There was nothing like that anywhere in the U.S. I liked the idea particularly for Minnesota, because you don’t want people in Minnesota to bet the farm on a $25 entrée, and then get it and say, ‘Oh God, I don’t like it.’ There’s just way too much Lutheran DNA in Minneapolis, and the people are very conservative. So I thought if I do these small plates, they’re spending just $4 or $5 on this little octopus plate that has fish sauce and lime on it. They may or may not like it, but at least they get bragging rights at the water cooler the next morning. ‘You know what I tried last night? I tried octopus.’
You and I might sit down to dinner there, and we might order five small plates for our dinner. So I thought that would be a pretty cool thing to do. But I did worry about it being only Asian, because the incidence of eating Asian food was once every six weeks or so. And I thought, ‘How could I marry that up with Mexican?’ My statistic was that people were eating Mexican every three weeks. So, how do I get those two together?
That’s where I came up with the term ‘Chino Latino,’ which means ‘food from around the equator and the hot zone.’ So that way you could start with the Jamaican jerk chicken, do a Cuban sandwich, do a burrito from Mexico, and a Polynesian drink with an umbrella and a gardenia in it, and then you do a sate from Indonesia and sushi from Japan. You just go right around the world, around the equator.”
Wil: “What kind of marketing do you do there?”
Phil: “As you would expect, Chino draws a younger crowd. Not kids. But the demo for Chino is probably 25 to 40 where Manny’s is probably 35 to 60. So I knew that I wanted an edgier kind of message for Chino Latino when I got around to the marketing of it. I thought that the marketing ought to be a little risky. A little naughty.
Billboards are our main method of communicating for Chino Latino. I ran a billboard that said, ‘Wok the dog.’ The hippie crowd went crazy, and we got on TV. We probably got 50…60…$100,000 of publicity on the six o’clock and nine o’clock news, and it had about a three-day cycle, with people standing in front of the billboard, protesting. So we agreed to take it down at the end of the month.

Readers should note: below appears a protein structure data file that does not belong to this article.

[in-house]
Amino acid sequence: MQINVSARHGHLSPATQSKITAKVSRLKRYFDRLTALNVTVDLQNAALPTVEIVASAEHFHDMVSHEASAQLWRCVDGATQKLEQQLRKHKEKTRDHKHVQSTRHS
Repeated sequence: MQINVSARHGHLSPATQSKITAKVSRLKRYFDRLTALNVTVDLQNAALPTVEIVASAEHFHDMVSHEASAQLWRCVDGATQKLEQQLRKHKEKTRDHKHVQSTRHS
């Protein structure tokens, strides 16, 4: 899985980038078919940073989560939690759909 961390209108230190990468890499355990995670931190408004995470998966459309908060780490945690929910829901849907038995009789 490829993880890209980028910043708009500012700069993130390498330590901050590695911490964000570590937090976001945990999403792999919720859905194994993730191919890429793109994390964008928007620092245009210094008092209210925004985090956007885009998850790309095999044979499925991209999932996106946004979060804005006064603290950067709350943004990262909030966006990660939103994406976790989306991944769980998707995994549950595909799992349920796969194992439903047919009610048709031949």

Then I put another one up that said, ‘Mommy, Mr. Whiskers didn’t come home last night.’ And of course they marched on us again. Well I didn’t give a shit. They aren’t our customers anyway. But we were getting the publicity. Our sales went up like a hockey stick! And the young people loved it. The young, hipper people – they just loved it.
If you are familiar with Thailand with the resort city of Phuket – they got hit hard by the Tsunami. Well, this was prior to the Tsunami hitting them. Phuket is spelled P-H-U-K-E-T. So I put a billboard up that said, ‘Aw Phuket. Let’s do takeout.’ I got a call from the principal at Jefferson School, and he said, ‘Mr. Roberts, I would appreciate it if you would take that billboard down across the street from the school.’ I said, ‘Well, why is that?’ And he said, ‘Because of what it says.’ I said, ‘Are you referring to the resort city of Phuket, in Thailand?’ And he says, ‘No, you know what I am referring to.’ I said, ‘Well tell me.’ And he says, ‘Well, here’s my problem Mr. Roberts. All the kids are coming home from school, and they are looking up at mom and saying, ‘Aw fuckit, let’s do takeout,’ and I am getting phone calls.’
So my point is that kind of marketing fits Chino Latino. It doesn’t fit Manny’s. It doesn’t fit The Good Earth. It doesn’t fit Pittsburgh Blue. I doesn’t fit Salut. It doesn’t fit Muffuletta. So the marketing has to be tailored, and has to be in lockstep with what the concept is.”
Wil: “So it’s O.K. to piss people off, as long as you aren’t pissing off your core customer base?”
Phil: “That’s correct. And you know, people are just wound too tight and that’s what pisses me off. They get offended by the least little thing. That just makes me want to tweak ‘em more.”
Wil: “Most businesses are trying to please everybody. They aren’t clear about who they are, eh?”
Phil: “Yep. It’s vanilla.”
Wow! As I said, Phil is refreshingly honest. I think it’s fascinating that he is not afraid to upset people who he knows aren’t going to be his customers anyway, because he knows he can galvanize his base of fans like few I’ve come across in the industry. I’m not sure I would have the stomach to create marketing like he does, but it works really well if done right and, as he said, if it’s in lock step with the brand.
Phil didn’t get where he is by being afraid to take risks. He told tons of other great stories in his interview, and you can read his stories and 19 other owners’ stories in our book (Paperback – $14.99, Kindle – $9.99).